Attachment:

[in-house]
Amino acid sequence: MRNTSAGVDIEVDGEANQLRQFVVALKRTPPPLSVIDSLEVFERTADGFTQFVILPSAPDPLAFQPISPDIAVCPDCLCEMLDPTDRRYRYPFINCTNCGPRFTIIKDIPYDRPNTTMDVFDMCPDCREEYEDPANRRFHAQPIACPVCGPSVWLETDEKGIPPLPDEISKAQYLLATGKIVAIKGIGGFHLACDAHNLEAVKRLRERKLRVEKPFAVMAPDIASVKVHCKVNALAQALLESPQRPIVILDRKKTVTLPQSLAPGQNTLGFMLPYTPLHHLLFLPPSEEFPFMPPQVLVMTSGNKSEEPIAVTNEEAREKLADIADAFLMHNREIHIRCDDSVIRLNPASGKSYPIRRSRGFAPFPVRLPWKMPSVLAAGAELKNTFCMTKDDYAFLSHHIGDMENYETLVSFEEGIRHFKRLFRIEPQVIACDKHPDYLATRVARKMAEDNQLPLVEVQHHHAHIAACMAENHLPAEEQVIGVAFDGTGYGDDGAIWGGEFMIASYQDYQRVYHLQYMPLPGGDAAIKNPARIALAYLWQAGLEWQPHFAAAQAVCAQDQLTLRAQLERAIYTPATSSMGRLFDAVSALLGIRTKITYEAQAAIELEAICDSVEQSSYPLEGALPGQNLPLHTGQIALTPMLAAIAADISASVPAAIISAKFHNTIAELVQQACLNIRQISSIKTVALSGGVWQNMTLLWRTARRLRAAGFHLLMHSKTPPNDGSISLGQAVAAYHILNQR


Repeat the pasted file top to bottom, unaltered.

[in-house]
Amino acid sequence: MRNTSAGVDIEVDGEANQLRQFVVALKRTPPPLSVIDSLEVFERTADGFTQFVILPSAPDPLAFQPISPDIAVCPDCLCEMLDPTDRRYRYPFINCTNCGPRFTIIKDIPYDRPNTTMDVFDMCPDCREEYEDPANRRFHAQPIACPVCGPSVWLETDEKGIPPLPDEISKAQYLLATGKIVAIKGIGGFHLACDAHNLEAVKRLRERKLRVEKPFAVMAPDIASVKVHCKVNALAQALLESPQRPIVILDRKKTVTLPQSLAPGQNTLGFMLPYTPLHHLLFLPPSEEFPFMPPQVLVMTSGNKSEEPIAVTNEEAREKLADIADAFLMHNREIHIRCDDSVIRLNPASGKSYPIRRSRGFAPFPVRLPWKMPSVLAAGAELKNTFCMTKDDYAFLSHHIGDMENYETLVSFEEGIRHFKRLFRIEPQVIACDKHPDYLATRVARKMAEDNQLPLVEVQHHHAHIAACMAENHLPAEEQVIGVAFDGTGYGDDGAIWGGEFMIASYQDYQRVYHLQYMPLPGGDAAIKNPARIALAYLWQAGLEWQPHFAAAQAVCAQDQLTLRAQLERAIYTPATSSMGRLFDAVSALLGIRTKITYEAQAAIELEAICDSVEQSSYPLEGALPGQNLPLHTGQIALTPMLAAIAADISASVPAAIISAKFHNTIAELVQQACLNIRQISSIKTVALSGGVWQNMTLLWRTARRLRAAGFHLLMHSKTPPNDGSISLGQAVAAYHILNQR